However, my mom received about 20 comments on the photo from various family members saying how ‘wrong’ it is and how ‘things like this will affect him socially’ and, put most eloquently by my great aunt, ‘that sh*t will turn him gay.’

 

From that story come links about “gender non-conforming camp.” Seriously? We’re talking about shoes here. Shoes. Preschoolers. Bullying epidemic. The solution is not sending the kids off to some camp. The solution is to stop buying into the gender segregated marketing that is so aggressively targeted at kids and parents from multinational companies.

A Reel Girl Facebook fan posted a great link about the Miller Mix story: 

My daughter, fresh from day one of a much-loved and progressive preschool, announces her sporty blue Toy Story sneakers — once adored — are for boys
and no one at her school likes girls who wear boys’ shoes.

 

Finally, a great solution posted from Melissa Wardy of Pigtail Pals: A Letter to Bella and Other Girls with Blue Shoes.

I heard from your mom that someone at school said your shoes were for boys. Maybe because they were blue or maybe because Buzz Lightyear was on them. At our house, we say, “Colors are for everyone.” Sometimes people get mixed up about that because they don’t think about it very hard. That makes me feel frustrated. All you have to do is look around the world and know that colors are for everyone.

But Bella, isn’t that silly! How could your blue Buzz Lightyear shoes be for boys if colors are for everyone and Buzz Lightyear is from a movie made for all kids and you are a girl standing in those shoes! I think people get confused about that, because they think something is only for boys because they never took the time to consider girls. I think people should consider girls.

Since you are four years old, you know a lot of stuff, and you know that girls can like or do anything boys can. And boys can like or do anything girls can. Things are kind of silly right now because grown ups keep getting in the way of kids, and some grown ups who are in charge of the companies that make stuff for kids like toys and clothes, they don’t have good imaginations like you and I do. These grown ups try to fit kids into little boxes that are labeled “Boy” or “Girl”, and then they only let certain colors or ideas into each box. They do that because it makes it easier for them to sell their stuff. Since boys and girls don’t grow in boxes, you can see how really goofy this is. But I have to be honest with you, there are a lot of grown ups who don’t question these pink and blue boxes, and then they teach that thinking to their kids, and then their kids lose their imaginations.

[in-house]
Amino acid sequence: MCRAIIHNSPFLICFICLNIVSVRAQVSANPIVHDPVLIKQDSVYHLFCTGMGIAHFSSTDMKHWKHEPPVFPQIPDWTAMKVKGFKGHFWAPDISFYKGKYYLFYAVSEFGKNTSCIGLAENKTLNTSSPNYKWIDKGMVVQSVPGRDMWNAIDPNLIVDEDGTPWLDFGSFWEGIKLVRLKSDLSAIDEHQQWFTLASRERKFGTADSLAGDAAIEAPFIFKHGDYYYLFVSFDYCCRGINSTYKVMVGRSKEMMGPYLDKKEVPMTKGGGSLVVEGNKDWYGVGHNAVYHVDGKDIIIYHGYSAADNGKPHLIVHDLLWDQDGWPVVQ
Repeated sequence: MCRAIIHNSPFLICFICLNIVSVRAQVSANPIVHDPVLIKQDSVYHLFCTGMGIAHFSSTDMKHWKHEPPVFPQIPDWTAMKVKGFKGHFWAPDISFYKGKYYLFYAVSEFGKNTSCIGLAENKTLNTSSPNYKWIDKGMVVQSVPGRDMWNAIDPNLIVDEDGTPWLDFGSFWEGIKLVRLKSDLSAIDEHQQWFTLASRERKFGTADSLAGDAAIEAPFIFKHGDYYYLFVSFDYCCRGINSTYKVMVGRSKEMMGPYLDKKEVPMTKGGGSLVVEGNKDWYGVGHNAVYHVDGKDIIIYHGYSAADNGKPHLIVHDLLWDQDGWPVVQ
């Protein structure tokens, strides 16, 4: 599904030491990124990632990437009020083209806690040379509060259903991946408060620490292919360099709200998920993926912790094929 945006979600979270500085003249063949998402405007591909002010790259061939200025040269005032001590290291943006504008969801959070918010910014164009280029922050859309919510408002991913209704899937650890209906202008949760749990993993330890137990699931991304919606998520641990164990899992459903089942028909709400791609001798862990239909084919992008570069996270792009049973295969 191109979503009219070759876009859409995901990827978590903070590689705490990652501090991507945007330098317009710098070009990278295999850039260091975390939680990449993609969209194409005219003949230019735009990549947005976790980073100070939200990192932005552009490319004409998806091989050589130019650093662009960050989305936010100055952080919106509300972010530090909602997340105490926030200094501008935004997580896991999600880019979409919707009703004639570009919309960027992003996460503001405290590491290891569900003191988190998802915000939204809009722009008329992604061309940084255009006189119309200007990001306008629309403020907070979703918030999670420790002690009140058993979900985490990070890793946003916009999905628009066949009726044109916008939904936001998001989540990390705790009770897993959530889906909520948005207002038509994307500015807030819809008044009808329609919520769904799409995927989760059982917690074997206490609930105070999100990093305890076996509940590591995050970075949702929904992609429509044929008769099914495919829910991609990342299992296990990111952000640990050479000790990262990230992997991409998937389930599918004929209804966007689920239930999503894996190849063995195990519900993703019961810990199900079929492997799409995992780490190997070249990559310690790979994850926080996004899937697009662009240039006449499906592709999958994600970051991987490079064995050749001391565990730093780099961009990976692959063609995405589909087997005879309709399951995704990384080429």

I couldn’t agree more. Here’s an ad I saw in a window of a Stride Rite in the neighborhood where my kids go to school. I also speak about one of the times my daughter was teased for her shoes.

striderite

Here’s me on Fox and Friends talking about the gender stereotyping in this ad and what kinds of damaging messages that’s sending to kids. I also speak about one of the times my daughter was teased.

Here’s my letter to Stride Rite Until you stop gender stereotyping, we’re through.

Once again: What happened to my daughter is not an exception. This kind of bullying is happening to kids in preschools all over America. It’s on the rise, because gender stereotyping kids is on the rise. Check out these pictures of kids toys/ clothing from the Seventies and now. What are we doing to stop this? Oh, that’s right, bedazzling.

In Europe, they’re trying something else. Due to a campaign in Europe by Let Toys Be Toys For Girls and Boys, stores in including Toys R Us, stopped segregating products by gender, and instead, are organizing them by type. Here’s what Toys Will Be Toys reported on Toys R Us.

 

The retailer today confirmed that they would draw up a set of principles for in-store signage meaning that, in the long-term, explicit references to gender will be removed and images will show boys and girls enjoying the same toys. They promised to start by looking at the way toys are represented in their upcoming Christmas catalogue.